Week 40 – Season review (Premier League column for Goal.com Japan)
As far as Premier League climaxes go, it wasn’t exactly up there with last year. Manchester United reclaimed their trophy with four matches still to play. Arsenal made it over the line ahead of local rivals Tottenham Hotspur and ensured that England will be represented by the same four teams in the Champions League next term as it was this. Wigan Athletic’s defeats to Swansea City and the Gunners ended the relegation battle early and denied us the prospect of anything up to a ten-way, final-day decider.
But there was still plenty to keep us excited throughout the season. Swansea and Wigan both picked up their first ever major trophies – the former beating League Two giantkillers Bradford City to lift the League Cup, while the latter became the first FA Cup winners to suffer the drop in the same campaign. Chelsea overcame a gruelling 69-game season to win the Europa League and become the first English side to lift all three major continental trophies. And, on a mental final day, Sir Alex Ferguson bowed out with the Premier League’s first ever 5-5 draw, away to West Bromwich Albion.
Read on for my winners and losers of 2012/13.
(4-4-2 narrow diamond)
GK: Petr Čech
DF: Rafael da Silva, Phil Jagielka, Jan Vertonghen, Leighton Baines
DM: Michael Carrick
MF: Juan Mata, Gareth Bale
FW: Robin van Persie, Luis Suárez
The toughest decision comes in goal. Asmir Begović of Stoke City was the clear star man in the first half of the season and David de Gea of Manchester United in the second, but neither will especially enjoy looking back on the other 19 matches of their respective sides’ campaigns. In the end I’ve gone for the consistency of Chelsea’s Petr Čech.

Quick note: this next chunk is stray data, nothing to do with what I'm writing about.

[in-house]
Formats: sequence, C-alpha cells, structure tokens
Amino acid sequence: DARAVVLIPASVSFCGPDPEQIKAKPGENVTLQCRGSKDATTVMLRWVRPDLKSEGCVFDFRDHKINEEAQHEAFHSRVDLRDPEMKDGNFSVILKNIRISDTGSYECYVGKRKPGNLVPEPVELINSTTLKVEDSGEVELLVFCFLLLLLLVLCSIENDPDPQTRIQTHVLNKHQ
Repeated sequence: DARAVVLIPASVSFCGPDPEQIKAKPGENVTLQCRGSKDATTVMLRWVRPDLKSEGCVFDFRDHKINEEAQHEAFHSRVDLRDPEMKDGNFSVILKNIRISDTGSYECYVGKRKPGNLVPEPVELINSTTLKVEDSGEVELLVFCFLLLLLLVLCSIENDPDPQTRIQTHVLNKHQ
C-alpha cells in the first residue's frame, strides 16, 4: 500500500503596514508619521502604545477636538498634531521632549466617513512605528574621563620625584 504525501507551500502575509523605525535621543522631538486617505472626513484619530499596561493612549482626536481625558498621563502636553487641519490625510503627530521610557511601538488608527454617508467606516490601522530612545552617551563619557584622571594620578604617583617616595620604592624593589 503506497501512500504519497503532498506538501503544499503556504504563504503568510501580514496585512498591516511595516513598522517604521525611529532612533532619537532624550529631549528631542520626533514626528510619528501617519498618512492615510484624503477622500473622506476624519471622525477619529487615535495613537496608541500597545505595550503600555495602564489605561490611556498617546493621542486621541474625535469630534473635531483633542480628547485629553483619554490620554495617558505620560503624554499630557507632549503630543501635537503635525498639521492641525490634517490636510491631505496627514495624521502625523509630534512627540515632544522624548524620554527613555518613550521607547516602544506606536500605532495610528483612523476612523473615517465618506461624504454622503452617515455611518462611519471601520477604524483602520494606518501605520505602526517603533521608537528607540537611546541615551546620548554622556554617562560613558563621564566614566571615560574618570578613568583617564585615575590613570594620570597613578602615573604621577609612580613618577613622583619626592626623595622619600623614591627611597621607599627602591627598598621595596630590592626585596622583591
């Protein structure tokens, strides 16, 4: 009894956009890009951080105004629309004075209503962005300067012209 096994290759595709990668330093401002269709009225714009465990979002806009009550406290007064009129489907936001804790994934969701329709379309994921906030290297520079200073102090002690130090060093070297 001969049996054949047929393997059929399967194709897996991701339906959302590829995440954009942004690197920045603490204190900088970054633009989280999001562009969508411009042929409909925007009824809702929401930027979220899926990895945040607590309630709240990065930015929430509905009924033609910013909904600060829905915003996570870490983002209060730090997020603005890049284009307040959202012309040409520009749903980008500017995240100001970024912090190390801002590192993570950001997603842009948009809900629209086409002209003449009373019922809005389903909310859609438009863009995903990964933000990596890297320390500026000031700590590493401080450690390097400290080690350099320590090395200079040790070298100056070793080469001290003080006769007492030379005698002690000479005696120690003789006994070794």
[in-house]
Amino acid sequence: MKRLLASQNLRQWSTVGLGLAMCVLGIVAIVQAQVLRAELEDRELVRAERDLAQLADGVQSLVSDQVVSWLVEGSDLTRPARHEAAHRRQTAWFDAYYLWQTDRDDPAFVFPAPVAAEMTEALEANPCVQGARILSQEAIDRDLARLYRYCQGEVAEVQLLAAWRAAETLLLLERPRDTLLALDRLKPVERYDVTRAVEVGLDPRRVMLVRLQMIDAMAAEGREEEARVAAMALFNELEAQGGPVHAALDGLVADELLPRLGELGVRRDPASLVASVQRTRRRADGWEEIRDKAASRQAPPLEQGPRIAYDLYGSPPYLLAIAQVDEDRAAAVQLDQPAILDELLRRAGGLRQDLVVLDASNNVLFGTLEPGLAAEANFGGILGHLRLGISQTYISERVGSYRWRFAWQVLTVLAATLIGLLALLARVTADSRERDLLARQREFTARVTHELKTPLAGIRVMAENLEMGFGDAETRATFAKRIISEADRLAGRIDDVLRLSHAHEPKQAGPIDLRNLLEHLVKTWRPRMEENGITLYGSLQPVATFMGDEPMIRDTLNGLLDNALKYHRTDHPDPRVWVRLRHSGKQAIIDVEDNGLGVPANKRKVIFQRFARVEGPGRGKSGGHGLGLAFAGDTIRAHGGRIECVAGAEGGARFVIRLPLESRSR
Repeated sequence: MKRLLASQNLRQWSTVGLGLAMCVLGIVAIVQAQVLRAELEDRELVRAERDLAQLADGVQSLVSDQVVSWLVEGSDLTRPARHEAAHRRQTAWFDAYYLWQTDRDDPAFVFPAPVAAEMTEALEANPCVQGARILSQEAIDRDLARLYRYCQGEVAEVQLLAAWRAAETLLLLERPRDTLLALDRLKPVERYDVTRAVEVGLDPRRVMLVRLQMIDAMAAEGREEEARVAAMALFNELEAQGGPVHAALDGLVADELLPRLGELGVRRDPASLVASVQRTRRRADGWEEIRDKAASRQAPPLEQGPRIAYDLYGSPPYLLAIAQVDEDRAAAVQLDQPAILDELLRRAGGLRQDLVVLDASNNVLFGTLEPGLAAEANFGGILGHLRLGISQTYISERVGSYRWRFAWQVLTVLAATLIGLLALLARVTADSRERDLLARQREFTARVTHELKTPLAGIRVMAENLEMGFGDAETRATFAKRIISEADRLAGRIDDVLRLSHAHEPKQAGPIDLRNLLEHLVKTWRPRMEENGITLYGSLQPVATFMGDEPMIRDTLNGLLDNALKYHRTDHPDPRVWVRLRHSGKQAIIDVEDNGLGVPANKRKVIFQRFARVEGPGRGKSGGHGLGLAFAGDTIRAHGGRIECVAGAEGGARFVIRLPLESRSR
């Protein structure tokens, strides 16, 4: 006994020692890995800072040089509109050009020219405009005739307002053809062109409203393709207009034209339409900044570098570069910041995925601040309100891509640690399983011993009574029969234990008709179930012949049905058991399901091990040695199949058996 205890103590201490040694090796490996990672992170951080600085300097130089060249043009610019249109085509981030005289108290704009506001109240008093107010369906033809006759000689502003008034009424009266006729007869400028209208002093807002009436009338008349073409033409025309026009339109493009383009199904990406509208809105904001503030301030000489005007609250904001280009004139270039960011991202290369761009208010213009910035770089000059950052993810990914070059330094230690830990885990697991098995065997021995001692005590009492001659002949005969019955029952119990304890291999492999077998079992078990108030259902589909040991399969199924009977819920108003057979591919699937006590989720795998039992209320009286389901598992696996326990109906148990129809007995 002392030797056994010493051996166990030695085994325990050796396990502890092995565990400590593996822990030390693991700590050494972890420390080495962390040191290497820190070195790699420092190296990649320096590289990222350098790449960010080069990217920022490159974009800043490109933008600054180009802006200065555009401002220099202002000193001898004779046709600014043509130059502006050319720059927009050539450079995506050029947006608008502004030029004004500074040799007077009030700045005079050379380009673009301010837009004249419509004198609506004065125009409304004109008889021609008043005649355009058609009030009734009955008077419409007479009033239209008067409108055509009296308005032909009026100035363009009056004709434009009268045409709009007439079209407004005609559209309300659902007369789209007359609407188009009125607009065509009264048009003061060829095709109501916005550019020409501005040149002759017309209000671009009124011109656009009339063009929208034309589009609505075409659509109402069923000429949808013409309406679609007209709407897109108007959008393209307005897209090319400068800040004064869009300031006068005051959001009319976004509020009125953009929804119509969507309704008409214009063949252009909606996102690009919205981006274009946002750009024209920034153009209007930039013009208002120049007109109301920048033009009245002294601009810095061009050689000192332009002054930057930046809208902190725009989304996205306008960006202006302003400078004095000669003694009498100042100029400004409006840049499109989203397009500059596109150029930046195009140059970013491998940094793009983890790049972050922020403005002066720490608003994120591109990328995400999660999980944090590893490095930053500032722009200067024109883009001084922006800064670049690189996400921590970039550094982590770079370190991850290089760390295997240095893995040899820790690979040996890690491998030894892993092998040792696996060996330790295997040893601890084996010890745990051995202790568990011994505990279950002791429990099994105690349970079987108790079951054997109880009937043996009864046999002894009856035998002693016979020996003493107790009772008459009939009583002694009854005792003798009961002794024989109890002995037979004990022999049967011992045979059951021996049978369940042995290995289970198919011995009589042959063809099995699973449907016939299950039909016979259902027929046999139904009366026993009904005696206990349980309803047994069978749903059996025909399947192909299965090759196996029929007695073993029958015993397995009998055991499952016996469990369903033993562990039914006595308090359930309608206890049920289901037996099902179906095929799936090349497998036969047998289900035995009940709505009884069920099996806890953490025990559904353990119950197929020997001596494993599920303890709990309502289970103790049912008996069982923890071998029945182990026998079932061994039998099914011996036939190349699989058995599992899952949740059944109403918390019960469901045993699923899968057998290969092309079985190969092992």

The signing of the season at just £2 million (£2 million?!) from Rayo Vallecano, Michu was an utter joy to behold – not only for his 18 goals but for the glorious, ghosting runs between the number ten and nine positions when afforded the opportunity to start behind the Swansea City front line.
Otherwise, the differences from the PFA Team of the year come in defence. Rafael da Silva’s new-found maturity – his recent red card against Chelsea notwithstanding – sees him come in at right-back for Pablo Zabaleta, while Everton’s (for now?) Phil Jagielka edges Rio Ferdinand in the middle.
Other honourable mentions must go to Santi Cazorla, Eden Hazard, Frank Lampard, Marouane Fellaini, Matija Nastasić, Gareth McAuley, and – for their tremendous performances since joining Liverpool in January – both Daniel Sturridge and Philippe Coutinho.
Player of the season
A major issue with the PFA Player of the Year award is how significantly the vote appears to be influenced by its timing. The latest winner, Gareth Bale, was right in the middle of his terrific goalscoring purple patch as the nominations were cast this season while Robin van Persie, one of the two other leading candidates, experienced a sudden dry spell.
Perhaps controversially, though, I am going to pick the third. On his day, when he happens to be in the right mood, Luis Suárez can be the biggest idiot in world football. The PFA ceremony came amid a ten-match ban that curtailed his season and will delay his next. This is now his final chance – Liverpool must sell up if the Uruguayan ever disgraces the club’s name again.
But it is in everyone’s best interests that that doesn’t happen. This season, Suárez has lit up English football to become one of its true stars, netting 23 times in the Premier League and 30 in all competitions. He began the campaign essentially doing all the goalscoring work for an entire front three, before the arrivals of Daniel Sturridge and Philippe Coutinho allowed Liverpool to better take advantage of his creativity and tireless movement to and from wider and deeper positions.